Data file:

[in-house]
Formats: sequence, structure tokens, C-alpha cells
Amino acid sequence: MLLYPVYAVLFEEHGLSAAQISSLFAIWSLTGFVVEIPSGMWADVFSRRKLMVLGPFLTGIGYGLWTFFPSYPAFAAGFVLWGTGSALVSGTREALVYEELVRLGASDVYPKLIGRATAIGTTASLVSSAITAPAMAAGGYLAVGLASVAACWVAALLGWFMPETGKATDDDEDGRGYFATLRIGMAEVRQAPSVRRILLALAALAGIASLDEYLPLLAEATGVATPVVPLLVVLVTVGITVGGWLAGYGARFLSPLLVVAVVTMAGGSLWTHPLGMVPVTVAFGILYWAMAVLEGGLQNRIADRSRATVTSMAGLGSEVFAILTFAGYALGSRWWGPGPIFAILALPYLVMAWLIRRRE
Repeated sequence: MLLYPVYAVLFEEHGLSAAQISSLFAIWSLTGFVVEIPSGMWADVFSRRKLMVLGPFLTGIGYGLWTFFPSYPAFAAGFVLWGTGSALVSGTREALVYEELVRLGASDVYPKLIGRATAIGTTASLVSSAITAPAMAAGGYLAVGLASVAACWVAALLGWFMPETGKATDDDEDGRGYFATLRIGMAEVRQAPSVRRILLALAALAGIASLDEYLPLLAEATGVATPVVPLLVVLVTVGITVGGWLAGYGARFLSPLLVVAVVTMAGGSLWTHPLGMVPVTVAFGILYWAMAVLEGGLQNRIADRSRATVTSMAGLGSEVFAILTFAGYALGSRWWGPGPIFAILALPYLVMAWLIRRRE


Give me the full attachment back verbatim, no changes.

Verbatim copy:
[in-house]
Formats: sequence, structure tokens, C-alpha cells
Amino acid sequence: MLLYPVYAVLFEEHGLSAAQISSLFAIWSLTGFVVEIPSGMWADVFSRRKLMVLGPFLTGIGYGLWTFFPSYPAFAAGFVLWGTGSALVSGTREALVYEELVRLGASDVYPKLIGRATAIGTTASLVSSAITAPAMAAGGYLAVGLASVAACWVAALLGWFMPETGKATDDDEDGRGYFATLRIGMAEVRQAPSVRRILLALAALAGIASLDEYLPLLAEATGVATPVVPLLVVLVTVGITVGGWLAGYGARFLSPLLVVAVVTMAGGSLWTHPLGMVPVTVAFGILYWAMAVLEGGLQNRIADRSRATVTSMAGLGSEVFAILTFAGYALGSRWWGPGPIFAILALPYLVMAWLIRRRE
Repeated sequence: MLLYPVYAVLFEEHGLSAAQISSLFAIWSLTGFVVEIPSGMWADVFSRRKLMVLGPFLTGIGYGLWTFFPSYPAFAAGFVLWGTGSALVSGTREALVYEELVRLGASDVYPKLIGRATAIGTTASLVSSAITAPAMAAGGYLAVGLASVAACWVAALLGWFMPETGKATDDDEDGRGYFATLRIGMAEVRQAPSVRRILLALAALAGIASLDEYLPLLAEATGVATPVVPLLVVLVTVGITVGGWLAGYGARFLSPLLVVAVVTMAGGSLWTHPLGMVPVTVAFGILYWAMAVLEGGLQNRIADRSRATVTSMAGLGSEVFAILTFAGYALGSRWWGPGPIFAILALPYLVMAWLIRRRE